Compute Planet Positions Using Kepler's Equation

This is an implementation of the algorithm described in Chapter 8 of the Explanatory Supplement to the Astronomical Almanac 3rd ed P340. Two sets of elements are provided, and they are accurate for different intervals. The first set is valid for 1800-2050, and the worst case accuracy is for Saturn at about 10 arc minutes. Most others are under 1 arcmin. The second set is valid for 3000BC to 3000AD, and has a worst case accuracy (for Uranus) of about half a degree. Most others are on the order of 1 arc minute. See table 8.10 in the Explanatory Supplement for full accuracy details.

You'll notice that each planet has 12 elements rather than the nomral 6 Kelperian elements. A pure Kelperian element solve looses accuracy rather quickly due to purturation effects from other planets. So the authors of this routine have provided an additional 6 elements which are corrections to the Kelperian elements based on time since Jan 1 2000. The corrections were specifically fit to the specified time periods, so they are considered invalid outside of that time period.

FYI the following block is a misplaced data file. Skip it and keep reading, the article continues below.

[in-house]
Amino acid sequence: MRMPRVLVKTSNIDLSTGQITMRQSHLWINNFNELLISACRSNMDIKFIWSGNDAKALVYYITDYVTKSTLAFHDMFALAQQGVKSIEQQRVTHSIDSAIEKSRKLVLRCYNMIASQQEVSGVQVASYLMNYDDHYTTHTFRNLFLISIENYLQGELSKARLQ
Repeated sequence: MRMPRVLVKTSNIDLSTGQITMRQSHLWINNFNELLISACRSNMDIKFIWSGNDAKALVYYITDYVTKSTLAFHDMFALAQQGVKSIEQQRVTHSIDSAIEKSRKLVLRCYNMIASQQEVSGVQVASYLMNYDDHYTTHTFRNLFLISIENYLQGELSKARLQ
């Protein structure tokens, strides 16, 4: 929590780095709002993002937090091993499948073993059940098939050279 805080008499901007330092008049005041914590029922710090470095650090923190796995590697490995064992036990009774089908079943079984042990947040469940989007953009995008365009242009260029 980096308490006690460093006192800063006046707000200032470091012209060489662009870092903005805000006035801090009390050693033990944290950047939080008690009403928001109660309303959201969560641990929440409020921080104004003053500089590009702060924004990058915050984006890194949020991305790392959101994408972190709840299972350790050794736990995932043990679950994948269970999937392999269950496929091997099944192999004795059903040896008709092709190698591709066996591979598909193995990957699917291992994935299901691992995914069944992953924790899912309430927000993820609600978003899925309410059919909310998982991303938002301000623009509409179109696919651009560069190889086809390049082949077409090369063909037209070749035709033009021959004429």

An explanation of the method used is also available as Keperian Elements for Approximat Positions of the Major Planets. A more general overview is at SSD JPL.

Since this routine contains only elements for the Earth-Moon Barycenter, and not the Earth or the Moon, this example uses the Earth-Moon Barycenter as the location for the observer. Due to parallax, the positions will be off slightly from those generated for a Geocentric or Topocentric observer. Since the planets are far away, this error will be insignificant for many purposes.

Due to it's compactness, and relatively quick computation, this method can be quite useful in a lot of applications where the high memory footprint, and number of computations of other ephemeris methods are impractical or unnecessary.

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